Signs and Symptoms of Drug Use
There are many signs, both physical and behavioral, that indicate drug use. Each drug has its own unique manifestations but there are some general indications that a person is using drugs:
• Sudden change in behavior
• Mood swings; irritable and grumpy and then suddenly happy and bright
• Withdrawal from family members
• Careless about personal grooming
• Loss of interest in hobbies, sports, and other favorite activities
• Changed sleeping pattern; up at night and sleeps during the day
• Red or glassy eyes
• Sniffly or runny nose
Specific Drugs and their effects
“Wired”–sleeplessness for days and weeks at a time, total loss of appetite, extreme weight loss, dialated pupils, excited, talkative, deluded sense of power, paranoia, depression, loss of control, nervousness, unusual sweating, shaking, anxiety, hallucinations, aggression, violence, dizziness, mood changes, blurred vision, mental confusion, agitation.
Impaired thinking, confused, anxious, depressed, short tempered, panic attacks, suspiciousness, dilated pupils, sleeplessness, loss of appetite, decreased sexual drive, restlessness, irritability, very talkative, scratching, hallucinations, paranoia.
LSD (Acid) Effects:
Dilated pupils, skin discoloration, loss of coordination, false sense of power, euphoria, distortion of time and space, hallucinations, confusion, paranoia, nausea, vomiting, loss of control, anxiety, panic, helplessness, and self destructive behavior.
Sometimes violent or bizarre behavior (suicide has often occurred), paranoia, fearfulness, anxiety, aggressive or withdrawn, skin flushing, sweating, dizziness, total numbness, and impaired perceptions.
Short-lasting euphoria, giggling, silliness, dizziness. Then come the headaches and full-blown “faintings” or going unconscious. Longterm Use: Short-term memory loss, emotional instability, impairment of reasoning, slurred speech, clumsy staggering gait, eye flutter, tremors, hearing loss, loss of sense of smell, and escalating stages of brain atrophy. Sometimes these serious longterm effects are reversible with body detoxification and nutritional therapy; sometimes the brain damage is irreversible or only partially reversible.
Chemically enforced euphoria. “Nodding,” which is a dreamlike state, near sleep, drifting off for minutes or hours. For long-time abusers, heroin may act like a stimulant and they can do a normal daily routine; however, for others, it leaves them completely powerless to do anything.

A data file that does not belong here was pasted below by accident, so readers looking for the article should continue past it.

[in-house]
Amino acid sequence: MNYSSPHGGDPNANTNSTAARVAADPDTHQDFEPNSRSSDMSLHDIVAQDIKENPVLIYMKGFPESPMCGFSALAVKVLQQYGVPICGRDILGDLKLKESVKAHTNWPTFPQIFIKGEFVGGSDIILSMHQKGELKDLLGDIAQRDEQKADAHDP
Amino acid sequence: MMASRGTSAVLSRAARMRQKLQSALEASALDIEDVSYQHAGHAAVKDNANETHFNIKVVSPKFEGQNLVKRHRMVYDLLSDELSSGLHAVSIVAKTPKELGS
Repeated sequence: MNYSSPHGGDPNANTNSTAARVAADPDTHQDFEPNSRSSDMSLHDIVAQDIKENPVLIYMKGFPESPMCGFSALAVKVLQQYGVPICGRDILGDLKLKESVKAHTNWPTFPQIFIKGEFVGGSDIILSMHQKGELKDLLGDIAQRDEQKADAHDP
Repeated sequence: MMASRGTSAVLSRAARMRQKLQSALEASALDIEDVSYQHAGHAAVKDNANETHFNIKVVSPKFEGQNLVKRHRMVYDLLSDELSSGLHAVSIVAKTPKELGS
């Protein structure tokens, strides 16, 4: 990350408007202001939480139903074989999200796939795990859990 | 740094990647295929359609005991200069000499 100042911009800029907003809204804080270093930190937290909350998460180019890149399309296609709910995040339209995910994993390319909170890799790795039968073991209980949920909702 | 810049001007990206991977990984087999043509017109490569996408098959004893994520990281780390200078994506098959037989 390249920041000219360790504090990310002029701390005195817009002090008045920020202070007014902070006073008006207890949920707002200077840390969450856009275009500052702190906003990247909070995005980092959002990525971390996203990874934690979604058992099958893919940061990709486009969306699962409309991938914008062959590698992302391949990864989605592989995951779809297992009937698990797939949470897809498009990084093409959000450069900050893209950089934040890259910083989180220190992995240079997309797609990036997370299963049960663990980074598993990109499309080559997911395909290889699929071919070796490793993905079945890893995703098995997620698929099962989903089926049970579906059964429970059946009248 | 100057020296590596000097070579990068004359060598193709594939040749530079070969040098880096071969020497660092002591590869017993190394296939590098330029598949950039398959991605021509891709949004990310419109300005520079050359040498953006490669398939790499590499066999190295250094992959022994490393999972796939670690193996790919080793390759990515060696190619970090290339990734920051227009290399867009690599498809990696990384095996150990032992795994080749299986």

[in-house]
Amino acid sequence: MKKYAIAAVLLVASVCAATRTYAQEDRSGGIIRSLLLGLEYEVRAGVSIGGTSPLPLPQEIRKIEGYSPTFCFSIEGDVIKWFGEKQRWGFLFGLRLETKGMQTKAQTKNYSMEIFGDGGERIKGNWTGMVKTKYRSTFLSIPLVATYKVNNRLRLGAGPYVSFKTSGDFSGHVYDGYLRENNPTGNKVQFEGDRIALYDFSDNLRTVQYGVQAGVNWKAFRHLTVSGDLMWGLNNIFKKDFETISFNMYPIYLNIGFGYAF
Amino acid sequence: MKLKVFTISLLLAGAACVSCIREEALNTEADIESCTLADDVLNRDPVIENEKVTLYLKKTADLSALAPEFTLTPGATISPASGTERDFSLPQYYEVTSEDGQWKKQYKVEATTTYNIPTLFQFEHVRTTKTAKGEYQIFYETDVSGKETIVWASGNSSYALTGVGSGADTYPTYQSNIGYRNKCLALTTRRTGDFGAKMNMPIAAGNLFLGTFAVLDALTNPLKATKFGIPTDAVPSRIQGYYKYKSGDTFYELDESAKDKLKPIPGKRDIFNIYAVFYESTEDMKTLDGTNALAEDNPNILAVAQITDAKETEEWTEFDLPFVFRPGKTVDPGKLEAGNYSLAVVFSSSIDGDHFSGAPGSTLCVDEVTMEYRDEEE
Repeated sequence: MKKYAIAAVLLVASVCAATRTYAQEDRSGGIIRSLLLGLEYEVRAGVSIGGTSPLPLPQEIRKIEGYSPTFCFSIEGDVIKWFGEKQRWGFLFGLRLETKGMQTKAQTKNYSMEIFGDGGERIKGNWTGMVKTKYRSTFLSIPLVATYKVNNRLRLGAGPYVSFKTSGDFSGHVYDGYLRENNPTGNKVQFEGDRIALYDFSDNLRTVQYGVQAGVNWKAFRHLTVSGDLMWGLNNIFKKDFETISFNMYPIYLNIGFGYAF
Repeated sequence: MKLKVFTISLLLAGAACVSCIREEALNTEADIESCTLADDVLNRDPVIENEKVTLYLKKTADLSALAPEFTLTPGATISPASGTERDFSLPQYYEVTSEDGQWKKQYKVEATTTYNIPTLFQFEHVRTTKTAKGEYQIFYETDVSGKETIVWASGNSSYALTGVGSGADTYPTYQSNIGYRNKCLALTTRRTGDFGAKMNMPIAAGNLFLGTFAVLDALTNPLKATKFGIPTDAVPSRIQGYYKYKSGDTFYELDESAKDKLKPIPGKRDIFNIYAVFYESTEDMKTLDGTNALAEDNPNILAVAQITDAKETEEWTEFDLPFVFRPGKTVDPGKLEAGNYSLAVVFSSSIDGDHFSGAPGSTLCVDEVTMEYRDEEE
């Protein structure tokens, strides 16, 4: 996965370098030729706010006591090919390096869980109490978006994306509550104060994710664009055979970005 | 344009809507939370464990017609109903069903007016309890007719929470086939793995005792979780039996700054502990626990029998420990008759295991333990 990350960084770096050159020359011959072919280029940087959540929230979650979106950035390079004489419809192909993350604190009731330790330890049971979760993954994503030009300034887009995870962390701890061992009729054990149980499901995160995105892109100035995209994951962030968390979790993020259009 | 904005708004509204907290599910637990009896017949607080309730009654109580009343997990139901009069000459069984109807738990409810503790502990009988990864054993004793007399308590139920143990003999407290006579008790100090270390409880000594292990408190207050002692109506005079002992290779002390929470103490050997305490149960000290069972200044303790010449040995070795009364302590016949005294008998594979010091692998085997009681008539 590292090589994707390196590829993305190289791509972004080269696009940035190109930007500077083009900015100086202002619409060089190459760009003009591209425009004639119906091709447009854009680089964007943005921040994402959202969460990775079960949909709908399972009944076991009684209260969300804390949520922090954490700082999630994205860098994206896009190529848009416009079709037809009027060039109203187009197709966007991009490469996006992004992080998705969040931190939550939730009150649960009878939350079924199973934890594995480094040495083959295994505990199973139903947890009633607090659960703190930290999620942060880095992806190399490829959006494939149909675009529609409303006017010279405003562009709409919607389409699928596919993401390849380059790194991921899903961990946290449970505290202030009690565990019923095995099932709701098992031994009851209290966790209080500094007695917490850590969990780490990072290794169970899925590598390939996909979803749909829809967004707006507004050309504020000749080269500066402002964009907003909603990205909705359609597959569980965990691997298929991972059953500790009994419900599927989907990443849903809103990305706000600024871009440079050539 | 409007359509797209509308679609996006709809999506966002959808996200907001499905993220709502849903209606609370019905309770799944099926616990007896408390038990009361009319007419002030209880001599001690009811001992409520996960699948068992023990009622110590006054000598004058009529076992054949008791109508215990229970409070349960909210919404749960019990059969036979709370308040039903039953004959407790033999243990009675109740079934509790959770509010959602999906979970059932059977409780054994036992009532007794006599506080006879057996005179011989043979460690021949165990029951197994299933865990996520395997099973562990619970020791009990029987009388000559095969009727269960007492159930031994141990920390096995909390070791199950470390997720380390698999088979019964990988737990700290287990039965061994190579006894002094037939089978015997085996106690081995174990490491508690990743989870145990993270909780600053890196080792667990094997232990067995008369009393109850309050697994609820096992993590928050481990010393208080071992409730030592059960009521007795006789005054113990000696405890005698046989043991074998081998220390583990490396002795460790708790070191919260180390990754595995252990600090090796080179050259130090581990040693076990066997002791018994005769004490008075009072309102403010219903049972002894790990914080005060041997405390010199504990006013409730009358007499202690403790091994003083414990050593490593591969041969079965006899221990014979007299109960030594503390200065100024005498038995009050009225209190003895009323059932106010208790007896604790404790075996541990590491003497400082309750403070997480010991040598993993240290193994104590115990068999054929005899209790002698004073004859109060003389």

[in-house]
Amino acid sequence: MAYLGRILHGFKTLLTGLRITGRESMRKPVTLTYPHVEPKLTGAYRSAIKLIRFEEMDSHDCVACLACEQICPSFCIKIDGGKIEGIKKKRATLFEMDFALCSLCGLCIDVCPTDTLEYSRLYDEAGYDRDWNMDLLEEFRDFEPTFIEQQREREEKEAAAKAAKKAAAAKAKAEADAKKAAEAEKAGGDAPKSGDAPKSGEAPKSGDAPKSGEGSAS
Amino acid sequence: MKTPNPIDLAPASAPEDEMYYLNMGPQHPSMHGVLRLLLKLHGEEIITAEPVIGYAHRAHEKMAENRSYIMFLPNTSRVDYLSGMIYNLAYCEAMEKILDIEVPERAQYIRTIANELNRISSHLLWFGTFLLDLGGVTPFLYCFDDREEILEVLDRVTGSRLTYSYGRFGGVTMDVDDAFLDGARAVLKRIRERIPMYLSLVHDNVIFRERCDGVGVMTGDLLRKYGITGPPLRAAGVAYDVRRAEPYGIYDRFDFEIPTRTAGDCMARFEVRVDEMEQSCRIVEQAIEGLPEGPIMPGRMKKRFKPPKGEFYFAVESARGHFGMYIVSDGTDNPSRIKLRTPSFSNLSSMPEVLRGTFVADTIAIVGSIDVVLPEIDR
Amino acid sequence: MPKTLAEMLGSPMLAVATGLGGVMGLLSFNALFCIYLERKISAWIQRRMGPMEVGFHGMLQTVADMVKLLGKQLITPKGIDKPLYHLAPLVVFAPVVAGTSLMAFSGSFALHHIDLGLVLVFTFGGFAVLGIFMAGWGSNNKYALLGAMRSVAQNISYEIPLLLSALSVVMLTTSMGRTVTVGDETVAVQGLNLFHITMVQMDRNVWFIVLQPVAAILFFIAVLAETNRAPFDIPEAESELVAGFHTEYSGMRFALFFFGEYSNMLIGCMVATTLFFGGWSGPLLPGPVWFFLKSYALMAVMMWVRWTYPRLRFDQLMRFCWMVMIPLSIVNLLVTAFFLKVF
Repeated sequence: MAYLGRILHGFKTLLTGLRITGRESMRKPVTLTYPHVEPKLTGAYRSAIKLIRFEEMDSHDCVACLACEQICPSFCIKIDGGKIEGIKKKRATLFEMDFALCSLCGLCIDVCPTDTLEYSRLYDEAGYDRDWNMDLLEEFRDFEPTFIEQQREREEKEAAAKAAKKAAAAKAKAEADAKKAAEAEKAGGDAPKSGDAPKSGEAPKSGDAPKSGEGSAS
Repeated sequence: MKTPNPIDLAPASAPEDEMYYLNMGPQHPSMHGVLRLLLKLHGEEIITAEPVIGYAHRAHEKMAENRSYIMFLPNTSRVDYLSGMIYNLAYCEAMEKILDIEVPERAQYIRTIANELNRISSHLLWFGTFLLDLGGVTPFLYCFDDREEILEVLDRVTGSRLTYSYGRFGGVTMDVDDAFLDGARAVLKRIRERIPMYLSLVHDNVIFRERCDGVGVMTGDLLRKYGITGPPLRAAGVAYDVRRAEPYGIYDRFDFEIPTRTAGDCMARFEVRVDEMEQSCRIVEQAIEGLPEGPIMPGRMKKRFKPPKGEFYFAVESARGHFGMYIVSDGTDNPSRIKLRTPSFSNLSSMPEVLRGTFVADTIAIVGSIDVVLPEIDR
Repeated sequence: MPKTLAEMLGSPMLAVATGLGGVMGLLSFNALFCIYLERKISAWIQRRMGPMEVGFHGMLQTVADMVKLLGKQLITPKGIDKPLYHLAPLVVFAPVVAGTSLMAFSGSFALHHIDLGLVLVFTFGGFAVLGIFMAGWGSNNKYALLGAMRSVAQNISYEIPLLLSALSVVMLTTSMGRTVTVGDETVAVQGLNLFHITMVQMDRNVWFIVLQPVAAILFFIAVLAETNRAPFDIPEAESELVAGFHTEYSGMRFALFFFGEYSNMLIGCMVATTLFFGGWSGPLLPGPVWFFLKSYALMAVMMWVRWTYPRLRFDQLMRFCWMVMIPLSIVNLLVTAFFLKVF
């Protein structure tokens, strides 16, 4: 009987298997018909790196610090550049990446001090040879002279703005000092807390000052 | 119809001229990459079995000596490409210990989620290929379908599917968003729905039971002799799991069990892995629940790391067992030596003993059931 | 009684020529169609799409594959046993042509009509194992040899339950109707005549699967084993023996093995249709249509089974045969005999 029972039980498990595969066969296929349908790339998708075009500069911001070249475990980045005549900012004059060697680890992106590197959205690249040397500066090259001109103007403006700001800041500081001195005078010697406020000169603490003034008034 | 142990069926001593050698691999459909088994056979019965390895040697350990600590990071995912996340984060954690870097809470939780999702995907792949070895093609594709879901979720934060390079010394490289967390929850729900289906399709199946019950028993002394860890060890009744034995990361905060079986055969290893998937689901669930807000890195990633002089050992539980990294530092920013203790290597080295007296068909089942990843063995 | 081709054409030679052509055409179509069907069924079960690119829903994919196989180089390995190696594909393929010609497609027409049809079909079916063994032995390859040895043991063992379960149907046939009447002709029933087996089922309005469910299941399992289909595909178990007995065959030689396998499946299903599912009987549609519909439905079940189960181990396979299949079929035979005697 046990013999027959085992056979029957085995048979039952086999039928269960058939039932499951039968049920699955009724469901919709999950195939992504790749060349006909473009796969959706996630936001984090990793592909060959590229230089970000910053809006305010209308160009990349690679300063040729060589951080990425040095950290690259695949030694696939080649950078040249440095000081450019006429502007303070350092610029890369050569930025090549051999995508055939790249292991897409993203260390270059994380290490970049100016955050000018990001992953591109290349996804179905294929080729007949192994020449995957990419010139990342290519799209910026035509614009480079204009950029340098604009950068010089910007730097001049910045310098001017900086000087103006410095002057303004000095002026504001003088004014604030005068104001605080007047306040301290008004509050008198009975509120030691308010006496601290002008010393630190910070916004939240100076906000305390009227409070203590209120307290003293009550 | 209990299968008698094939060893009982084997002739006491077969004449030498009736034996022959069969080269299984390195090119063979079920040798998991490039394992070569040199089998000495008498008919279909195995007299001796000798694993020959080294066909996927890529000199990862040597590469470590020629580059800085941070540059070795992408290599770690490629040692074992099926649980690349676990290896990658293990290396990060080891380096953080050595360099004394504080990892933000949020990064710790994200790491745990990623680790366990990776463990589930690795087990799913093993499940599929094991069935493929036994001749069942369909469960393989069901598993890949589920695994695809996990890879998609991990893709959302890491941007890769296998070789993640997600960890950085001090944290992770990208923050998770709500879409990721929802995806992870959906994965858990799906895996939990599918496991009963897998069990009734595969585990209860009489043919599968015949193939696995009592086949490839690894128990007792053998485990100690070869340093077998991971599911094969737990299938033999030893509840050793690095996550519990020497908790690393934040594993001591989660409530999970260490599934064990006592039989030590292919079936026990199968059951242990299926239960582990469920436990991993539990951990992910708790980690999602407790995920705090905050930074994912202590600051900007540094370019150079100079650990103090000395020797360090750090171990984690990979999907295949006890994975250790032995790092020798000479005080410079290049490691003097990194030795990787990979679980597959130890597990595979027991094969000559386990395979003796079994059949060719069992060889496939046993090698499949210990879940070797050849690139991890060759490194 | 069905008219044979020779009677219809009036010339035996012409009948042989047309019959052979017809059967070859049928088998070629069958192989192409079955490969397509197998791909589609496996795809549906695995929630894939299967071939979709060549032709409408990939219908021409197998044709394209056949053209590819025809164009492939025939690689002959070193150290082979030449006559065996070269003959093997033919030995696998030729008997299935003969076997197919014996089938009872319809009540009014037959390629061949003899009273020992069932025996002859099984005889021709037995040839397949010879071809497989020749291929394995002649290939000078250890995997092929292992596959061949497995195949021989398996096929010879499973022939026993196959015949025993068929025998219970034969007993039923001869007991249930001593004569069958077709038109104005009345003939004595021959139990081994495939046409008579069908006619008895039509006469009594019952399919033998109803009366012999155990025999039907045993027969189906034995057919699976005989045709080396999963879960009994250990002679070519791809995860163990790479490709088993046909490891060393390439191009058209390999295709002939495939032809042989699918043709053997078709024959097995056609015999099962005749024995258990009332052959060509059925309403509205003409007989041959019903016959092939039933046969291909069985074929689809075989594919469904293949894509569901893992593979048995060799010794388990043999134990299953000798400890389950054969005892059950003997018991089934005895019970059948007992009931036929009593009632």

Compulsive eating, bloodshot red eyes that are squinty (they may have trouble keeping them open), dry mouth, excessive and uncontrollable laughter, forgetfulness, short term memory loss, extreme lethargy, delayed motor skills, occasional paranoia, hallucinations, laziness, lack of motivation, stupidity, sickly sweet smell on body, hair, and clothes, and strong mood changes and behaviors when the person is “high”.
Teen Drug and Alcohol Abuse
Alcohol kills 6.5 times more youth than all other illicit drugs combined.
Traffic crashes are the greatest single cause of death for all persons age 6–33. About 45% of these fatalities are alcohol-related crashes.
More than 60% of teens said that drugs were sold, used, or kept at their school.
Crystal meth has become the most dangerous drug problem of small town America. Kids between 12 and 14 that live in smaller towns are 104% more likely to use meth than those who live in larger cities.
Youth who drink alcohol are 50 times more likely to use cocaine than young people who never drink alcohol.
About 64% of teens (12-17) who have abused pain relievers say they got them from friends or relatives, often without their knowledge.
While rates of illicit drug use are declining, the rate of prescription drug use remains high. 15.4% of HS seniors reported non-medical use of at least one prescription medication within the past year.
In 2008, 1.9 million youth age 12 to 17 abused prescription drugs.
Around 28% of teens know a friend or classmate who has used ecstasy, with 17% knowing more than one user.
By the 8th grade, 52% of adolescents have consumed alcohol, 41% have smoked cigarettes, and 20% have used marijuana.
Teenagers whose parents talk to them regularly about the dangers of drugs are 42% less likely to use drugs than those whose parents don’t, yet only a quarter of teens report having these conversations.
Sources: National Institute on Drug Abuse, Adolescent Substance Abuse Knowledge Base Prescription for Danger
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